A new era for Paris-Roubaix tech as aero bikes and wide tyres dominate

The French Monument used to be a hotbed for cobble-taming tech, but most teams ran decidedly normal set-ups that didn’t diverge too far from the norms

Clock01:42, Monday 8th April 2024
This year's race showcased the versatility of the modern aero race bike

© GCN

This year's race showcased the versatility of the modern aero race bike

Paris-Roubaix is known throughout cycling circles as the race of the year for quirky and experimental bike set-ups. In the past, riders have turned to suspension forks, endurance bikes and adjustable tyre pressure wheelsets to provide an edge over the cobbles.

This year's edition of the race seemed to signify a new era of Roubaix tech with the absence of headline-grabbing equipment choices. Of course, there were wider tyres than ever, but beyond this, aero bikes and regular bar tape were dominant throughout the peloton.

Read more: Paris-Roubaix Femmes tech: How did teams set up their bikes for a day in hell?

62-tooth single chainring for Josh Tarling

Ineos Grenadiers have been leading the way in regards to chainring choice this year, with many of their riders using monster-sized single chainrings earlier in the season at the UAE Tour.

With the parcours of Roubaix featuring almost nothing in the way of climbing, a one-by groupset allows riders to switch derailleurs for chain guides in an attempt to keep the chain from dropping on the roughest sections of pavé. Most riders used the now standard 54 or 56-tooth single chainring, however Josh Tarling made the bold move to run a massive 62-tooth single ring as a part of a Shimano Dura-Ace set-up.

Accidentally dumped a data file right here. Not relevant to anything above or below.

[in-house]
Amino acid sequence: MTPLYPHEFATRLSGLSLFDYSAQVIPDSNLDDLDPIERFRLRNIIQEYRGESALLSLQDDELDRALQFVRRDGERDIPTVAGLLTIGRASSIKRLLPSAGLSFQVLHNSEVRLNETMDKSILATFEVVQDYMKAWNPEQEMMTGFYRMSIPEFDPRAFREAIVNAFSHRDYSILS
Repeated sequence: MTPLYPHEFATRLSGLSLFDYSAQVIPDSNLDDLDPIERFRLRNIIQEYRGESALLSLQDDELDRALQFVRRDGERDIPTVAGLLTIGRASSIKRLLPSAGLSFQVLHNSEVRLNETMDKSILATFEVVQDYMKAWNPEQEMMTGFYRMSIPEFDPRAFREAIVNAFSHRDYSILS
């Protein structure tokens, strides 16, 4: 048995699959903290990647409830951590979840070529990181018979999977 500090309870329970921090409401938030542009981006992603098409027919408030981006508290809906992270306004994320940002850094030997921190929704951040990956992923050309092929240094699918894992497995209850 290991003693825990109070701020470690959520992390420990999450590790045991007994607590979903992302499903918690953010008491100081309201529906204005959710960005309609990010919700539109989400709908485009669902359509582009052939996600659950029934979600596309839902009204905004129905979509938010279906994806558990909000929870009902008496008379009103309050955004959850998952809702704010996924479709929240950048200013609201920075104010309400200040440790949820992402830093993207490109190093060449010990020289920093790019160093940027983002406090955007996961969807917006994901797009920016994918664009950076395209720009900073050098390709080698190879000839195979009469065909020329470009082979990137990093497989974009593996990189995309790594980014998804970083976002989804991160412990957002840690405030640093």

When asked about the bold set-up on his Pinarello Dogma F bike, the Welshman said, “I have a one-by 62-tooth chainring and then an 11-34 cassette at the back".

Drivetrain efficiency has largely been the driving factor in the use of larger chainrings this year, with a straighter path from the cassette to the chainring saving crucial watts. What is more nuanced for Roubaix is the use of a large single ring in an attempt to prevent mechanical issues at the rear.

Read more: Why bigger is better when it comes to time trial chainrings

35mm tyres for Bahrain Victorious

The women’s edition of Paris-Roubaix saw multiple teams use 35mm tyres, while Canyon-SRAM went one step further by using gravel tyres. For the men, 32mm tyres were the overwhelming preference of most teams. The only team running 35mm tyres were Bahrain-Victorious, who made the most of the generous tyre clearance of the Merida Reacto.

Wide tyres have been largely adopted by the peloton across all races with the latest science showing that 30mm or even 32mm tyres can be as efficient as narrower tyres. As a team using Vision’s Metron 45 and 60 SL wheels, Bahrain-Victorious will be at a minimal aero disadvantage using 35mm tyres thanks to the wheels' 32mm external rim width.

No Specialized Roubaix at Roubaix